According to witnesses, the rider was first seen crossing 52nd Avenue eastbound on S.E. Holgate Boulevard, gunned it and raced through a red traffic light at S.E. Foster Road, and continued on.

Justin Amrine said he was on his porch at his home at S.E. 66th Avenue and Holgate, enjoying a cool late summer evening, when he heard the motorcycle approach.

“I’ve been to race tracks, and I don’t remember seeing anything move that fast,” Amrine told THE BEE. “The motorcycle downshifted to a lower gear as he passed, and he hit the throttle.”

Moments later, Amrine heard a very loud crash. Running from his porch, he saw a northbound white Honda Accord EX – partway into the intersection at S.E. 67th Avenue, to let the driver see around the blind jog in the road.

“The motorcycle didn’t T-bone the Honda – it ripped off the front end of the car!” Amrine said.

The wrecked bike skidded, and slammed into the bushes against the wall of the Kern Park Flower Shoppe; the rider was lying in the street, face down, and not moving, Amrine reported.

Four people in the area said they had suspected that police had been pursuing the biker, but there seemed no firm evidence of it. However, officers did arrive at the intersection within a short amount of time – some said 30 seconds; others estimated their arrival at about two minutes.

An AMR ambulance pulled up to the scene just as Woodstock Fire Station Engine 25’s firefighter/paramedics arrived, and these first-responders began preparing the motorcycle rider, whom they found still alive despite the violent crash, for transport to OHSU Hospital.

When we asked, Portland Police Bureau Public Information Officer Sgt. Pete Simpson did not comment on what might have led up to the crash – saying only, “The crash remains under investigation.”

But, what might surprise many who witnessed the collision was that Simpson told THE BEE, “The motorcycle rider, transported by ambulance, did not suffer any serious injuries. The driver in the vehicle was not injured.” Maybe the biker should try his luck on the state lottery.

Dahlia Fest, Dahlias, Nathan Payne, Oaks Park, Dance Pavilion
First-time entrant Nathan Payne shows his blue-ribbon winning entry, in the Oaks Park Dance Pavilion.

Longtime ‘Dahlia Fest’ moves north into Sellwood


For decades, the renowned and storied American Dahlia Society’s Portland Chapter has held an annual show, drawing floral enthusiasts from all over the Pacific Northwest.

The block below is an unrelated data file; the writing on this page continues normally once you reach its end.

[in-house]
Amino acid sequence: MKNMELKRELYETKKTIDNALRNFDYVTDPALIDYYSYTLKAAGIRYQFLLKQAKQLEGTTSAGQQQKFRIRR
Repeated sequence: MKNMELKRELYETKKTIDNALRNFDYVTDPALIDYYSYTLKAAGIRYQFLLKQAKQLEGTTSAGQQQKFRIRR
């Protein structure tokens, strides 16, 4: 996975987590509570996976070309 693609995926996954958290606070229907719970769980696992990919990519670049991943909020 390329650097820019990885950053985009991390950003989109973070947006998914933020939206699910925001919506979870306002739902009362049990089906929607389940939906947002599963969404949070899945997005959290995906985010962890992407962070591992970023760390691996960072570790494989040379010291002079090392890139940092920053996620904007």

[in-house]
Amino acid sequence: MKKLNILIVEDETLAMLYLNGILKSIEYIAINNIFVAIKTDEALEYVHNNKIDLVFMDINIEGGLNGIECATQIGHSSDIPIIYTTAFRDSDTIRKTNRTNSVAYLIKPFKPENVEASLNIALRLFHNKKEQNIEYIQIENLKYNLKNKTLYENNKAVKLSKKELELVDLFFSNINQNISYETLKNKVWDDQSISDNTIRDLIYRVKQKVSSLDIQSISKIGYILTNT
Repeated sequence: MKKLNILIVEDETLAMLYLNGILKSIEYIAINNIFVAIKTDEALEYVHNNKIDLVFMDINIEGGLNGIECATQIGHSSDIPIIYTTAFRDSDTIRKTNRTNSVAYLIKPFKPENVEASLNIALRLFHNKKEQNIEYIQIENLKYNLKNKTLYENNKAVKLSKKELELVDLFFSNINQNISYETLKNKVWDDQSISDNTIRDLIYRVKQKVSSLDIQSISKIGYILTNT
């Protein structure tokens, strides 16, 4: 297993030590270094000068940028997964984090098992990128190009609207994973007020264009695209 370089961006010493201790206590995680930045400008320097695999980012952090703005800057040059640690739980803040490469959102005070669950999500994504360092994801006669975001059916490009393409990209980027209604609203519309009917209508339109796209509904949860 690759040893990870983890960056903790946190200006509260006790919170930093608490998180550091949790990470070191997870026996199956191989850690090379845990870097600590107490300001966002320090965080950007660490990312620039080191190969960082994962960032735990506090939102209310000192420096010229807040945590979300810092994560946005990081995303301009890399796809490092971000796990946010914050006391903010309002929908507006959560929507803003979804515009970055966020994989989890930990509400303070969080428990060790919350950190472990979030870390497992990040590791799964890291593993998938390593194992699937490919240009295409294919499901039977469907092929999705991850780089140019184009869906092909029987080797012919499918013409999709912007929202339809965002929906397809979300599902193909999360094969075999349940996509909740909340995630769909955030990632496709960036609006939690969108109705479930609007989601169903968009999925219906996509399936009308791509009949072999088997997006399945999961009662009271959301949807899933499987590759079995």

But this year, the club decided to hold their 88th annual show at historic, nonprofit Oaks Amusement Park in Sellwood, on the weekend of August 27 and 28.

“We’ve held it at the Clackamas County Fairgrounds in the past, but we’re looking for more exposure, so we moved it here,” explained the organization’s President, Larry Smith, at the festival – held in The Oaks’ Dance Pavilion.

“The idea is to get more people interested in dahlias and growing them,” Smith explained. “We want to expose new people to the species, to help us ‘feed our habit’ of growing and propagating dahlias.”

Asked why the dahlia is so popular in the “Rose City”, Smith responded, “Roses have a relatively short season where they’re in their prime. The dahlias, once they start blooming in late June into of July, keep on giving a good quality of flowers until the first frost.”

While dahlias don’t give off a romantic scent, as does the rose – unless you’re attracted to their offbeat scent – the blooms are lovely, Smith observed.

This show featured some 1,000 entries from about 50 participants, from as far south as Gold Beach on the Southern Oregon coast, and as far north as Everett, in Northern Washington.

Next year, the Portland Chapter looks forward to hosting the organization’s national show at the venue, Smith smiled.

If you’d like to learn more about this prominent local flower club, visit their website:

Brush fire, Springwater Trail, Grass Fire, McLoughlin Boulevard, cigarette
After dragging a water-filled line from his engine on the east side natural area, this firefighter from Engine Company 25 puts water on the grass fire along the Springwater Trail just west of McLoughlin Boulevard. (Photo by David F. Ashton)

Discarded cigarette suspected cause of Sellwood grass fire


Smoke rising from alongside the Springwater Corridor Trail, paralleling S.E. Ochoco Street near 18th Avenue, soon turned to flames on the Thursday afternoon of August 25.

When Westmoreland Fire Station 20’s Engine company arrived at 4:16 p.m., seven minutes after the grass fire was called in, they reported seeing an area of dry grass and brush ablaze – larger than 100 feet square.

With tinder-dry grass as fuel, and a stiff breeze blowing, Woodstock Station 25’s engine was called in, as were two “Brush Units”.

The Fire Bureau’s Brush Units are specially-equipped, high-clearance, four-wheel drive units built to attack fires in what they call the “urban-wildland interface” areas –especially, natural parks within the city.

Firefighters hauled in an extended water line, up the Springwater Trail from Engine 20 parked near McLoughlin Boulevard, to fight the fire from the south side; while Engine 25’s crew pulled in a water line from the north side of the natural area.